The agency that tackles public health emergencies in Nigeria has raised the alarm over an outbreak of diphtheria, a serious bacterial infection.
In an advisory on 20 January 2023, the Nigeria Centre for Disease Control (NCDC) said it was monitoring cases in four states, where all 123 cases so far have been confirmed.
As of 22 January these states were Kano (with an outbreak of 100 cases), Yobe (17), Lagos (5) and Osun (1).
Diphtheria is one of the most feared childhood diseases, marked by devastating outbreaks, according to the World Health Organization (WHO).
In this factsheet, we take a closer look at the disease, the role that immunisation plays in containing its spread, and what health officials are doing to counter the outbreak in Nigeria.
What is diphtheria?
Diphtheria is a highly contagious infection that is often fatal in up to to 10% of cases. It is caused by the bacterium Corynebacterium diphtheria, of which humans are the only natural host.
It affects all age groups but mostly young children.
Diphtheria is endemic in countries with low immunisation levels. This means it is consistently present but limited to a particular region and makes it easier to predict its behaviour.
The disease has been reported in many countries and in various regions, from Eastern Europe, Southeast Asia and South America to the Indian subcontinent.
It occurs less often in higher-income countries. As of 19 January, there were at least 391 cases of the disease in nine countries – Austria, the Czech Republic, France, Germany, Italy, the Netherlands, Norway, Switzerland and the United Kingdom.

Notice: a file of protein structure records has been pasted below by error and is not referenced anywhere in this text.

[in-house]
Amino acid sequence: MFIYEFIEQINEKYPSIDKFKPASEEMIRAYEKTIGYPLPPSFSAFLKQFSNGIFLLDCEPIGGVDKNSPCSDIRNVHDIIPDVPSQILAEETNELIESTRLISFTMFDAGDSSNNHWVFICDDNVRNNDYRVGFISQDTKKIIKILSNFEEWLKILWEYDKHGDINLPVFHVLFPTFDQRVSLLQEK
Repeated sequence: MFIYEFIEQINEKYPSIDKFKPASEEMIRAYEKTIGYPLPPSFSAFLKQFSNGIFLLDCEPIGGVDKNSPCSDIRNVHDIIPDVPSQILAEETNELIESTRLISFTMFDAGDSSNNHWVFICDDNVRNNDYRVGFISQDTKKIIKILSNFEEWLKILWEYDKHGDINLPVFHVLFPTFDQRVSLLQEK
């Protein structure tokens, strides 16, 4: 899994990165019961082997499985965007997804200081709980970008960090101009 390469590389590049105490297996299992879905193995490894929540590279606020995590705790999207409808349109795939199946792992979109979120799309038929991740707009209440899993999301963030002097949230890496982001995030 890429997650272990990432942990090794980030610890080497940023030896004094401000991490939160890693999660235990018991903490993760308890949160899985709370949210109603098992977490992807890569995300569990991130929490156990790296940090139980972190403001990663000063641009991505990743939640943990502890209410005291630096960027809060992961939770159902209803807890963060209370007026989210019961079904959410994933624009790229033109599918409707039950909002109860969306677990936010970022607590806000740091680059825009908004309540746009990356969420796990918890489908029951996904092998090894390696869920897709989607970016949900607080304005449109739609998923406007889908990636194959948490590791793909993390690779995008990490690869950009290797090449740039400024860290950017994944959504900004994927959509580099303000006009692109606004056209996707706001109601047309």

How is diphtheria transmitted and what are its symptoms?
Diphtheria is transmitted through respiratory secretions, or by breathing in droplets from an infected person when they cough or sneeze.
Most infections do not show symptoms or are mild. For those that do, symptoms usually start two to five days after someone becoming infected, Dr Adeboye Muhammed, an associate professor of paediatrics and child health at the University of Ilorin in western Nigeria, told Africa Check.
“You have a sore throat, low fever, nasal discharge, and swollen glands in the neck,” he said.
The disease produces toxins which kill healthy respiratory system tissue. The dead tissue forms a membrane that can build up over the throat and tonsils, making breathing and swallowing difficult. Many patients die from airway obstruction.
The US Centers for Disease Control and Prevention (CDC) says “if the toxin gets into the bloodstream, it can cause heart, nerve, and kidney damage”.
Where the disease is coupled with poor hygiene, infection of the skin is also common, leading to pus-filled blisters, including on the legs and hands.
The CDC notes that “people can also get sick from touching infected open sores or ulcers”.
Who is at risk from diphtheria?
There is a higher risk of spread of the disease in closed and crowded spaces. Communities with high vaccination rates have a lower risk.
Healthcare workers are also at increased risk in endemic settings and during outbreaks, the WHO says.
According to the global health agency, diphtheria is treated with an antitoxin. Antibiotics are also given to eliminate bacteria and toxin production and to prevent transmission.
The CDC says infected people cannot infect others 48 hours after they begin taking antibiotics. “However, it is important to finish taking the full course of antibiotics to make sure the bacteria are completely removed from the body,” the CDC says.
Children should also be immunised against diphtheria. A three-dose vaccine during infancy helps build lifelong immunity to diphtheria, according to the NCDC. In Nigeria this is given in the sixth, 10th and 14th week of life.